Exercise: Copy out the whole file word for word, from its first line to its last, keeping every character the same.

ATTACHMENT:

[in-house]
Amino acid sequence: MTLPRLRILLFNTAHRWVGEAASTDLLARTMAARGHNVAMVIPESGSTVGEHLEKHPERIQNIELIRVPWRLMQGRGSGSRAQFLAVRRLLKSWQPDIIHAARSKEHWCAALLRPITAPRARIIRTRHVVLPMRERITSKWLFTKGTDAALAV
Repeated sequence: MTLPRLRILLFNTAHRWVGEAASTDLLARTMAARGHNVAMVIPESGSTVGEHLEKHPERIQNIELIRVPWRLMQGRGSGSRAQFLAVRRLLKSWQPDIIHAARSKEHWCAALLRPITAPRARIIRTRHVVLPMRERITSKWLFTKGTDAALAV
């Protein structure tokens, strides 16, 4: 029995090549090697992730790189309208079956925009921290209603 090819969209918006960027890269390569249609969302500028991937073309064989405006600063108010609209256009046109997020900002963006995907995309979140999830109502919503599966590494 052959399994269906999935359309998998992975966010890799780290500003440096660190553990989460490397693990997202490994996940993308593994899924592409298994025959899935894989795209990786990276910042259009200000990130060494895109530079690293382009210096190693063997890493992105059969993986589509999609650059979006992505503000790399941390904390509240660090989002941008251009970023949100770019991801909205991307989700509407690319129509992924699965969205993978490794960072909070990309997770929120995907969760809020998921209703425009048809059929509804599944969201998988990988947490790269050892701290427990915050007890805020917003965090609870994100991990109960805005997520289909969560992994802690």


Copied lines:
[in-house]
Amino acid sequence: MTLPRLRILLFNTAHRWVGEAASTDLLARTMAARGHNVAMVIPESGSTVGEHLEKHPERIQNIELIRVPWRLMQGRGSGSRAQFLAVRRLLKSWQPDIIHAARSKEHWCAALLRPITAPRARIIRTRHVVLPMRERITSKWLFTKGTDAALAV
Repeated sequence: MTLPRLRILLFNTAHRWVGEAASTDLLARTMAARGHNVAMVIPESGSTVGEHLEKHPERIQNIELIRVPWRLMQGRGSGSRAQFLAVRRLLKSWQPDIIHAARSKEHWCAALLRPITAPRARIIRTRHVVLPMRERITSKWLFTKGTDAALAV
């Protein structure tokens, strides 16, 4: 029995090549090697992730790189309208079956925009921290209603 090819969209918006960027890269390569249609969302500028991937073309064989405006600063108010609209256009046109997020900002963006995907995309979140999830109502919503599966590494 052959399994269906999935359309998998992975966010890799780290500003440096660190553990989460490397693990997202490994996940993308593994899924592409298994025959899935894989795209990786990276910042259009200000990130060494895109530079690293382009210096190693063997890493992105059969993986589509999609650059979006992505503000790399941390904390509240660090989002941008251009970023949100770019991801909205991307989700509407690319129509992924699965969205993978490794960072909070990309997770929120995907969760809020998921209703425009048809059929509804599944969201998988990988947490790269050892701290427990915050007890805020917003965090609870994100991990109960805005997520289909969560992994802690």